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Poster communications

Quantifying active deformation within the Southwestern Foothills of Taiwan, from incised fluvial terraces and sedimentary data

Abstract : The Taiwan mountain range stands as one of the most active regions on Earth. With an overall shortening rate of ~40 mm/yr and an average erosion rate of ~4 mm/yr, this mountain range appears ideal to better understand the interactions between tectonics and surface processes, and how these shape active landscapes. Here we explore the geomorphic and sedimentary record of active deformation within the Southwestern Foothills of Taiwan, and we quantify from there the kinematics of active faults. In particular, we investigate the downstream portion of the meandering Tsengwen river - one of the largest rivers of this region - where we identify and correlate remnants of 7 terrace levels, progressively abandoned over the last ~5 kyr. The incision of these terraces is interpreted as being controlled to the first-order by folding and uplift related to underlying active faults. The evolution of the river is reconstructed from correlated terrace remnants, and our results indicate that the overall river sinuosity and gradient did not vary significantly during the past ~5 kyr in response to tectonics. Incremental tectonic uplift is retrieved from terrace incision corrected for sedimentation at the mountain front, and is used to derive the incremental shortening since terrace abandonment. Downstream, within the Coastal Plain, the Tsengwen river reaches its base level and aggrades. Sedimentary facies within boreholes of the Coastal Plain record vertical displacements relative to sea level, spatially consistent with potential blind active faults. When corrected for eustatic variations, these data allow for quantifying tectonic uplift rates within the Coastal Plain over the last ~20 kyr. Taken altogether, our quantitative analysis of the Tsengwen river record, from terrace incision to dowsntream aggradation, reveals that the most frontal active faults absorb a shortening rate of at least ~35 mm/yr, that is most of - if not all - the shortening rate to the absorbed across the whole mountain range.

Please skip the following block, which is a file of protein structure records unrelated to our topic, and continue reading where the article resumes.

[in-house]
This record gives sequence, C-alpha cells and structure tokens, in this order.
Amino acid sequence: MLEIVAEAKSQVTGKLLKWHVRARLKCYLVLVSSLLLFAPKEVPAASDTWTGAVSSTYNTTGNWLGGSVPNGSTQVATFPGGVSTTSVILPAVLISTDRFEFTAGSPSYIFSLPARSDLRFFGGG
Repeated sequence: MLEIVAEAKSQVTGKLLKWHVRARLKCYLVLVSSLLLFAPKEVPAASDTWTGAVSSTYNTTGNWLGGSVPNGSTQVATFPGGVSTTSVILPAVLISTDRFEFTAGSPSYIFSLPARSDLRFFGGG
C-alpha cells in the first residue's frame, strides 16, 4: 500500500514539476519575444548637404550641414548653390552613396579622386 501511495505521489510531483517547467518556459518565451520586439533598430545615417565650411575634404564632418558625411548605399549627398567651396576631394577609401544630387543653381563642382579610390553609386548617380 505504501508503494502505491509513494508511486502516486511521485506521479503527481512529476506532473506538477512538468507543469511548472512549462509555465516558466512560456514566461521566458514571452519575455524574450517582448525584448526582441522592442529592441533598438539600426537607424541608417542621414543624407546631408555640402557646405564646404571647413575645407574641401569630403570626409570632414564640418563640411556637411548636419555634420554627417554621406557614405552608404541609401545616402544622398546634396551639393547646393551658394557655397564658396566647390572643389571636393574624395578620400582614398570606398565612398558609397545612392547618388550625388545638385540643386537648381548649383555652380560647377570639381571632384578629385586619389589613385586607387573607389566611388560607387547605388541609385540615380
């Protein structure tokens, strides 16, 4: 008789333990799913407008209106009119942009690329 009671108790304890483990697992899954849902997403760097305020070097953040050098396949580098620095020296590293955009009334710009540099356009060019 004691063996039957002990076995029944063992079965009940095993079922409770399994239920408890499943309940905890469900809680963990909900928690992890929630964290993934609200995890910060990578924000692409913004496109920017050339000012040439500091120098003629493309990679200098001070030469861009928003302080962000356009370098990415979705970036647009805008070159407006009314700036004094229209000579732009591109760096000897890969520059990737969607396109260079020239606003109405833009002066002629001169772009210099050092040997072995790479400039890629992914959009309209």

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Poster communications
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Contributor : Isabelle Dubigeon <>
Submitted on : Tuesday, November 20, 2018 - 9:57:40 AM
Last modification on : Saturday, October 3, 2020 - 3:23:05 AM


  • HAL Id : insu-01927734, version 1


Martine Simoes, Valentine Lefils, J. Bruce H. Shyu, Philippe Steer, Magali Rizza, et al.. Quantifying active deformation within the Southwestern Foothills of Taiwan, from incised fluvial terraces and sedimentary data. American Geophysical Union 2018, Fall Meeting, Dec 2018, Washington, United States. pp.EP54A-04, 2018. ⟨insu-01927734⟩



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